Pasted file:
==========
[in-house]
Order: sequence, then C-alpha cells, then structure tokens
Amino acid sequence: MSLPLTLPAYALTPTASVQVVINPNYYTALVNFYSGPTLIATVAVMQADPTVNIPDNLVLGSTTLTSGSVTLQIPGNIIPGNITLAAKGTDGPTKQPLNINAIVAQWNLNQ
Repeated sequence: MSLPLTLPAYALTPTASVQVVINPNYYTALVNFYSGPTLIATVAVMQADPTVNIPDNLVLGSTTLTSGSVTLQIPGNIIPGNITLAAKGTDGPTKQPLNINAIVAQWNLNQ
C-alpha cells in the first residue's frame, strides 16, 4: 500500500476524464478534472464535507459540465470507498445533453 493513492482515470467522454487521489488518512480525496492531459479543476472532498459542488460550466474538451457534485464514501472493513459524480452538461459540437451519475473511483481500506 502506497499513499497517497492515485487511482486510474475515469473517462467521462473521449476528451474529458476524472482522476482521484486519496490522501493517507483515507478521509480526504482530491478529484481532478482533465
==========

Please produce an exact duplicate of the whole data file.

[in-house]
Order: sequence, then C-alpha cells, then structure tokens
Amino acid sequence: MSLPLTLPAYALTPTASVQVVINPNYYTALVNFYSGPTLIATVAVMQADPTVNIPDNLVLGSTTLTSGSVTLQIPGNIIPGNITLAAKGTDGPTKQPLNINAIVAQWNLNQ
Repeated sequence: MSLPLTLPAYALTPTASVQVVINPNYYTALVNFYSGPTLIATVAVMQADPTVNIPDNLVLGSTTLTSGSVTLQIPGNIIPGNITLAAKGTDGPTKQPLNINAIVAQWNLNQ
C-alpha cells in the first residue's frame, strides 16, 4: 500500500476524464478534472464535507459540465470507498445533453 493513492482515470467522454487521489488518512480525496492531459479543476472532498459542488460550466474538451457534485464514501472493513459524480452538461459540437451519475473511483481500506 502506497499513499497517497492515485487511482486510474475515469473517462467521462473521449476528451474529458476524472482522476482521484486519496490522501493517507483515507478521509480526504482530491478529484481532478482533465